What's the Deal With the Non-Surgical Nose Job?
Whether or not you've been researching in-office procedures (hey, no judgement—you do you), chances are, you've probably heard of the non-surgical nose job, otherwise known as "liquid rhinoplasty," or the "liquid rhino" treatment. Rather than going under the knife with 6 months to a year of recovery time, the procedure uses injectable fillers to immediately camouflage uneven areas on the nose. "It's almost like a magic trick," says New York City-based facial plastic surgeon Dr. Dara Liotta. "The treatment is subtle, but makes a real difference, so you don't need to explain anything away." After viewing photo after photo of mesmerizing before and afters, we spoke to Dr. Liotta, who outlined every FAQ on liquid rhinoplasty, as well as how to tell if the procedure is right for you.
What Does a Non-Surgical Nose Job Do?
"The best use of injection rhinoplasty is for people who have problems with the dorsum of the nose, which is the bone," Liotta explains. "It's almost like permanent contour makeup—similar to how you'll put a line of light down the bridge of your nose, putting filler in that area will make the light hit you in a way to make it appear you have a straight, nice line down the nose." To address a bump, Liotta typically injects above and below the raised area to even it out completely, and for those with a low nasal bridge, she places filler into the radix area between the eyes to create a thinner and more refined shape. "Although you're adding filler, it's making the nose look slimmer," she adds.
Does It Hurt?
Your doctor will numb the area beforehand, so you shouldn't feel anything. "When people have pain, it's usually from the layer underneath the skin, where numbing cream may not always reach. That's why I use ice to help numb the area, and it makes the process pretty pain-free," she tells us. "Additionally, it causes the blood vesels to constrict, and makes bruising less likely."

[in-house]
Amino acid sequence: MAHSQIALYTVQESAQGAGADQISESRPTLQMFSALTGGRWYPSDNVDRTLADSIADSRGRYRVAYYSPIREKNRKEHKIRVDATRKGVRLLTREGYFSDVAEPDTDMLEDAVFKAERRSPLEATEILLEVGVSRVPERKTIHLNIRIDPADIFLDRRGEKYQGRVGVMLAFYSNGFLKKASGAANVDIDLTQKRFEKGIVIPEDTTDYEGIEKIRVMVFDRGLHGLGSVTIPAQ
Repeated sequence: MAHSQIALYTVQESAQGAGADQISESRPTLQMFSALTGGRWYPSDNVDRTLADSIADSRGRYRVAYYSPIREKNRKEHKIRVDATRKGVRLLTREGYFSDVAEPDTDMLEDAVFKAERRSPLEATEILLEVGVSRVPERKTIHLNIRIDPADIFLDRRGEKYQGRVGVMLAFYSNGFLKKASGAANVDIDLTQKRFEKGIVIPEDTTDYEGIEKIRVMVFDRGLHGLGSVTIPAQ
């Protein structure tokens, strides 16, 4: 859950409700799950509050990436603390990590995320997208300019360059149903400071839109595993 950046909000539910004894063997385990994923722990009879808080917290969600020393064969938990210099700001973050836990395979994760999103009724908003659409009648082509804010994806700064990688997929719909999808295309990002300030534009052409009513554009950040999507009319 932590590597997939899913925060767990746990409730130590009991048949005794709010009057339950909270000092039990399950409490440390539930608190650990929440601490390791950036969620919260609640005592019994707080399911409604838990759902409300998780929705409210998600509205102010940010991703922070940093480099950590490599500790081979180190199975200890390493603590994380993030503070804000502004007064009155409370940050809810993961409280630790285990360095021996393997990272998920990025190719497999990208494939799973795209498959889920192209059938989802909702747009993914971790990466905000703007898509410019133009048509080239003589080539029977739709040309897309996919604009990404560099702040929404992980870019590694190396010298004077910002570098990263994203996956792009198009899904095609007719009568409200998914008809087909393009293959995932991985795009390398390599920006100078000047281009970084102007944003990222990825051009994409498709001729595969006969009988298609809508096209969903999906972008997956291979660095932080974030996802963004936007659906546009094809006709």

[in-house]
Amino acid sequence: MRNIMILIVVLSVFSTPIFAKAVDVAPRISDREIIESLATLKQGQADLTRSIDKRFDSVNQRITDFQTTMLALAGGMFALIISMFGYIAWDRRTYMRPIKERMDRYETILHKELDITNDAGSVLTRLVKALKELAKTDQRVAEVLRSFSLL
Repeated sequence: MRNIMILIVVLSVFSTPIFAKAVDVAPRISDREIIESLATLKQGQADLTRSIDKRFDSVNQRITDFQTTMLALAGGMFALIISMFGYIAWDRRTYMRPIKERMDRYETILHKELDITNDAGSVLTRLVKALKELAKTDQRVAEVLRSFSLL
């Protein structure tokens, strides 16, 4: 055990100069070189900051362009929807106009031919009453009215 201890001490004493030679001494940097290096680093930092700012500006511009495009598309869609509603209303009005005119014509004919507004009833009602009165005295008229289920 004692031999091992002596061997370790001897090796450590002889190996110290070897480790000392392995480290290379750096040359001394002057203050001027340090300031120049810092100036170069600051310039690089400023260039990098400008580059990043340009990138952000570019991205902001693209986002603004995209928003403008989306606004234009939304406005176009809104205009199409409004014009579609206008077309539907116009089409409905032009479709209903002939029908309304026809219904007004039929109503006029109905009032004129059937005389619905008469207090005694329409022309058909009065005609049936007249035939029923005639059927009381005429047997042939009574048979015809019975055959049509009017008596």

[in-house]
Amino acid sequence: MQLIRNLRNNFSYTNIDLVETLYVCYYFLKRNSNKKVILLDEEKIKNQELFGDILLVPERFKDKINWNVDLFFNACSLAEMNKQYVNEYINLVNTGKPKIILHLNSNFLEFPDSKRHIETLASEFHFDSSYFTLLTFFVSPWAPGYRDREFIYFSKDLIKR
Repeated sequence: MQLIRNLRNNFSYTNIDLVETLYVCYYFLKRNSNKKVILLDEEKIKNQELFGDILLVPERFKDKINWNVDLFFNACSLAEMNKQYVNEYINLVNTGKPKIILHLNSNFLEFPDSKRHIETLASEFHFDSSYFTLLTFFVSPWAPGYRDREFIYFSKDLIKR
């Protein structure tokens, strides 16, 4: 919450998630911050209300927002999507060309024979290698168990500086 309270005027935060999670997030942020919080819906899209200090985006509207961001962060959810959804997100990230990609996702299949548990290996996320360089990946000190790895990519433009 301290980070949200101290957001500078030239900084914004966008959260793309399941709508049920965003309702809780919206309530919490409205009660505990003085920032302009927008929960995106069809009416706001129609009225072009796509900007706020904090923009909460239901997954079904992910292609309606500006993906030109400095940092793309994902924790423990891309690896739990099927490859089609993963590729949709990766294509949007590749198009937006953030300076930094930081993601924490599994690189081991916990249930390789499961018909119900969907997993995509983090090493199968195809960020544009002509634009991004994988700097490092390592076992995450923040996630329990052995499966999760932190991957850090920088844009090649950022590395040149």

Can It Replace Traditional Rhinoplasty?
If you want to address the aforementioned issues, it can, but when you're attempting to alter the overall size of your nose, fix a wide or boxy tip, or need help with a deviated septum, those are issues a liquid rhino treatment can't fix.
Where Is the Filler Injected?
Of course, where the filler goes is determined on a case-by-case basis, but some of the most common areas are between the eyes to raise the bridge, above and below a bump, or in a place that will even out any asymmetry. It can sometimes be injected into the tip to raise an otherwise flat area. "It can give your nose more projection coming forward, and refines the tip a little bit," says Liotta.
Is There Any Downtime?
Not any more downtime than you'd associate with a filler elsewhere on your face. "The entire process takes about 15 minutes max with zero recovery time," she says. "It's super rare to get a bruise—maybe 1 in 50 people I've seen will get a tiny one where the needle goes in—but you can go right back to work, right back to lunch, or on a date that night with no problem."
What Should I Do Before and After the Treatment?
On the day of the treatment, Liotta advises her patients not to do any cardio, as this could increase the chance of getting a small bruise. Then, no facials that involve extractions on the nose for the 2 weeks that follow. "I don't want anyone pushing on that except me, since I know where all of the filler has been placed," she explains. "It's okay to wear glasses and sunglasses, but again, don't use any that push into the nasal bridge for 2 weeks after the procedure."
How Long Does It Last?
A non-surgical nose job can last anywhere from 1 to 2 years, though if you aren't satisfied with the results, the treatment can be reversed. "I only use fillers that can be dissolved, so if a patient doesn't like the appearance, we can inject something that dissolves the filler completely within 24 hours," Liotta tells us. "It's a great way to try out a rhinoplasty if you're considering it, but haven't committed to the idea just yet. I have had clients who ultimately asked me to dissolve the injection rhinoplasty because they wanted a more permanent look."
How Can I Find a Practitioner?
Although the treatment has gained popularity in the last year, it's important to find someone a board certified doctor who is well-versed in the practice, as it still holds a fair amount of risk just like any in-office procedure would. "I think a good place to get information is RealSelf—there are real cosmetic doctors on there, as well as tons of patient revies to help you do your research," says Liotta. "But definitely for an injection rhinoplasty, go to a board certified facial plastic surgeon, or a board certified general plastic surgeon. There's a pretty steep learning curve, so you'll want to see someone who knows the anatomy of the face very well."